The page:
Yovich & Co. Weekly Update - 3 December 2012
Dec 3, 2012 | Commentary
This Weeks Themes
- The New Zealand Market continued to march upward to mark another post GFC high with the market buoyed on Friday by the very successful floating of the Fonterra Share Fund.
- The U.S. markets remain on tender hooks as investors wait for the outcome of the budget negotiations. Tech stocks and utilities were the outperformers.
- Euro area finance ministers reached a €30 billion agreement on a new financing package for Greece giving investors confidence in the Eurozone.
- The NZD continues as it has done for the past few months to seesaw around the 82 cent USD mark.
Fonterra Shareholders Fund (FSF.nz) – Initial Public Offering:
The long awaited listing of Fonterra on the NZX went ahead on Friday with the strong oversubscription indicating that the share price would open above the IPO price of $5.50. However, I was very surprised when it opened at $6.66, trading as high as $6.95 before closing at $6.85. In hindsight I can see the market dynamics that have created such a high premium for the stock but believe that it will be a short term phenomenon. The buying pressure is coming from large hedge funds desperate to get exposure to a significant player in the soft commodities market, while on the other side of the market there are very few sellers with shares being tightly held by retail shareholders, who have not been informed of their shareholding yet and loyal “Friends of Fonterra” shareholders.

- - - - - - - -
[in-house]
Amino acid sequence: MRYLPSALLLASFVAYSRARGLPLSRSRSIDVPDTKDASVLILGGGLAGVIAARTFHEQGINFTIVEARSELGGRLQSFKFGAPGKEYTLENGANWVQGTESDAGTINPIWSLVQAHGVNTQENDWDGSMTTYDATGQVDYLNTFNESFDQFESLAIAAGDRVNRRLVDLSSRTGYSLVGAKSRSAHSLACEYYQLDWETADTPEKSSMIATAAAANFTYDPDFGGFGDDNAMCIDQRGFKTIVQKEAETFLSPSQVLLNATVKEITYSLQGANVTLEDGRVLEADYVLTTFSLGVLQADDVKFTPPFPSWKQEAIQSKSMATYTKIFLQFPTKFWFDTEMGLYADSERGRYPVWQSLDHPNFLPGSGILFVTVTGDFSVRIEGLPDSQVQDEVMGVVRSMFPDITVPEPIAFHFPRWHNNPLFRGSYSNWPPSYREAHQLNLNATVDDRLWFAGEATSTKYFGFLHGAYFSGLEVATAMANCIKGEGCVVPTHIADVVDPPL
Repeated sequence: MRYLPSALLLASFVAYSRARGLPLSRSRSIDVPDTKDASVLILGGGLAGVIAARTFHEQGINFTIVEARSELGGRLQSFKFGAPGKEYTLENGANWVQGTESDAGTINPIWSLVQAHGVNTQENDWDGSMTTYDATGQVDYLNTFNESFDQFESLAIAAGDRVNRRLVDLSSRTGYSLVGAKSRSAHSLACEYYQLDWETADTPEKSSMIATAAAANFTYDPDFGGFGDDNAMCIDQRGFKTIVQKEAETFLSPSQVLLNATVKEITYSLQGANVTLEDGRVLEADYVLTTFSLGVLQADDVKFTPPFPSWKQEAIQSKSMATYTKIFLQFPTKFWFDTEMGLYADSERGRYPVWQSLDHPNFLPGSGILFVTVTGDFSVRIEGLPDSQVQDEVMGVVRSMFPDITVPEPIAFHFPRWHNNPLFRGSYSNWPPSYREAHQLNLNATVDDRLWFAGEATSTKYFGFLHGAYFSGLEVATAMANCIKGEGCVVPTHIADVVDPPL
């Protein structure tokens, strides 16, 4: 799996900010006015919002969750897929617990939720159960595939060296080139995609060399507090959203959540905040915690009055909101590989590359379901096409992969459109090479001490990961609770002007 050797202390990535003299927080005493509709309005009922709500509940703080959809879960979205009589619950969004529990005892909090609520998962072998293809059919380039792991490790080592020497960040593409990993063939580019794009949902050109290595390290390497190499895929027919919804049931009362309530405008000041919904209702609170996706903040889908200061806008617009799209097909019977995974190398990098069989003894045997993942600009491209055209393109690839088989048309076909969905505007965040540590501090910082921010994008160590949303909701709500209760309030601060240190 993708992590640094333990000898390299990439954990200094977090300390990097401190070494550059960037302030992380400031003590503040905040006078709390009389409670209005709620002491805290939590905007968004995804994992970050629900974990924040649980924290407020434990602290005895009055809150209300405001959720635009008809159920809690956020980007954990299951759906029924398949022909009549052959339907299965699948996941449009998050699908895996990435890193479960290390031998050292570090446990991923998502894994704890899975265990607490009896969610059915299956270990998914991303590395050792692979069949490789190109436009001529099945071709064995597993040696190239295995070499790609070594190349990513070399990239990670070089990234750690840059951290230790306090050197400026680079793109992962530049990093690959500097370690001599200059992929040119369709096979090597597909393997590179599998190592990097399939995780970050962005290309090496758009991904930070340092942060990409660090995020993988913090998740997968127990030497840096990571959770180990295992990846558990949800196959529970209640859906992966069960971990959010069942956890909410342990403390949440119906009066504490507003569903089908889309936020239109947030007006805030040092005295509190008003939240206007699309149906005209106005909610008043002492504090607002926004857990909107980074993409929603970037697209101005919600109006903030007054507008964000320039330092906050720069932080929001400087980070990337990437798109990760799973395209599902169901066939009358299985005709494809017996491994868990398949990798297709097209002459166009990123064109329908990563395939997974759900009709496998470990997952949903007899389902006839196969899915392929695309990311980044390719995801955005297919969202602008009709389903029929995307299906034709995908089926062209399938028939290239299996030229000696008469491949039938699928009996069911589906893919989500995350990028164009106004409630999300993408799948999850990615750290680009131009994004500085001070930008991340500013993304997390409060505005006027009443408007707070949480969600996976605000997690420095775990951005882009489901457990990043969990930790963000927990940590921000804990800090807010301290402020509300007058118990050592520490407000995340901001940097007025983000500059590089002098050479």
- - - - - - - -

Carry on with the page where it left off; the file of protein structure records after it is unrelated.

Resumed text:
To contrast the current pricing metrics to other global food producers such as Kraft, Heinz, Danone and Nestle, they trade at an earnings multiple of around 12-16 times earnings. With Fonterra trading at $6.85, they are trading at 13.5 times current earnings, which puts them near the middle of the range, but when you consider that Fonterra is a primary producer and does not have the global brands of the comparable group, I would expect that they would be trading at a lower multiple. In addition, the fact that these shares do not carry voting rights and that Fonterra should act in the interest of farmers and not shareholders also indicates that the shares should trade at a discount to other comparable companies. From a dividend yield perspective, a dividend of 32 cents and a share price of $6.85 gives a gross yield of 4.67% and after tax is reduced to 3.36%. Prior to the listing the general thought was that a gross yield of 5.8% was fair.
I am a long term believer in Fonterra and there are exciting prospects for companies that produce soft commodities but I can not see any value at the current price. We will be receiving research coverage for Fonterra after the 10th of January and I will be waiting to see how the market goes between now and then and how it reacts to the analysts’ recommendation.
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